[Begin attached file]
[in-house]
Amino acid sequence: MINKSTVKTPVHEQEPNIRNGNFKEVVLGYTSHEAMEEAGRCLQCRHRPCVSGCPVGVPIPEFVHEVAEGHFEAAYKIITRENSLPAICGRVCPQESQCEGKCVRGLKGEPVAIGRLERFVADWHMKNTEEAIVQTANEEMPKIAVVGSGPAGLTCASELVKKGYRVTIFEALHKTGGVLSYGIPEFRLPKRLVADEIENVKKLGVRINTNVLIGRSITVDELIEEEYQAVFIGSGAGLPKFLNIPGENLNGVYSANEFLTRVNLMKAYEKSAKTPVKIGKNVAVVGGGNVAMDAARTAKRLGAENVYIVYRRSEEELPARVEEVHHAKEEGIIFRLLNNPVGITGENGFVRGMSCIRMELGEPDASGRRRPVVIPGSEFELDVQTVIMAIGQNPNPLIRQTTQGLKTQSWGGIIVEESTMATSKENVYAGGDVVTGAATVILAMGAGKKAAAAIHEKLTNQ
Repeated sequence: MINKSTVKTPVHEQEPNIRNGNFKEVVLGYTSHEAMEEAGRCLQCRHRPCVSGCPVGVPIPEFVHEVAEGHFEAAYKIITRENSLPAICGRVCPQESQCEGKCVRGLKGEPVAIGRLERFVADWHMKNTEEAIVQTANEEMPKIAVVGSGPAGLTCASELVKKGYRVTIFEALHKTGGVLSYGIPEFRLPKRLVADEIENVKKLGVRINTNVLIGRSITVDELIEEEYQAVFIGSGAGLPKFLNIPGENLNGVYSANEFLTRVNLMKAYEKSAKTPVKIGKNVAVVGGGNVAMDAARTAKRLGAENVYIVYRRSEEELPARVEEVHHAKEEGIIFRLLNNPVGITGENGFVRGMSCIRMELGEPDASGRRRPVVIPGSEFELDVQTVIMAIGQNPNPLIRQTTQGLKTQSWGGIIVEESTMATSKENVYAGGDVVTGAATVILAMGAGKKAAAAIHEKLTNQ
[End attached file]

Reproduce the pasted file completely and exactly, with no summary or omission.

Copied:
[in-house]
Amino acid sequence: MINKSTVKTPVHEQEPNIRNGNFKEVVLGYTSHEAMEEAGRCLQCRHRPCVSGCPVGVPIPEFVHEVAEGHFEAAYKIITRENSLPAICGRVCPQESQCEGKCVRGLKGEPVAIGRLERFVADWHMKNTEEAIVQTANEEMPKIAVVGSGPAGLTCASELVKKGYRVTIFEALHKTGGVLSYGIPEFRLPKRLVADEIENVKKLGVRINTNVLIGRSITVDELIEEEYQAVFIGSGAGLPKFLNIPGENLNGVYSANEFLTRVNLMKAYEKSAKTPVKIGKNVAVVGGGNVAMDAARTAKRLGAENVYIVYRRSEEELPARVEEVHHAKEEGIIFRLLNNPVGITGENGFVRGMSCIRMELGEPDASGRRRPVVIPGSEFELDVQTVIMAIGQNPNPLIRQTTQGLKTQSWGGIIVEESTMATSKENVYAGGDVVTGAATVILAMGAGKKAAAAIHEKLTNQ
Repeated sequence: MINKSTVKTPVHEQEPNIRNGNFKEVVLGYTSHEAMEEAGRCLQCRHRPCVSGCPVGVPIPEFVHEVAEGHFEAAYKIITRENSLPAICGRVCPQESQCEGKCVRGLKGEPVAIGRLERFVADWHMKNTEEAIVQTANEEMPKIAVVGSGPAGLTCASELVKKGYRVTIFEALHKTGGVLSYGIPEFRLPKRLVADEIENVKKLGVRINTNVLIGRSITVDELIEEEYQAVFIGSGAGLPKFLNIPGENLNGVYSANEFLTRVNLMKAYEKSAKTPVKIGKNVAVVGGGNVAMDAARTAKRLGAENVYIVYRRSEEELPARVEEVHHAKEEGIIFRLLNNPVGITGENGFVRGMSCIRMELGEPDASGRRRPVVIPGSEFELDVQTVIMAIGQNPNPLIRQTTQGLKTQSWGGIIVEESTMATSKENVYAGGDVVTGAATVILAMGAGKKAAAAIHEKLTNQ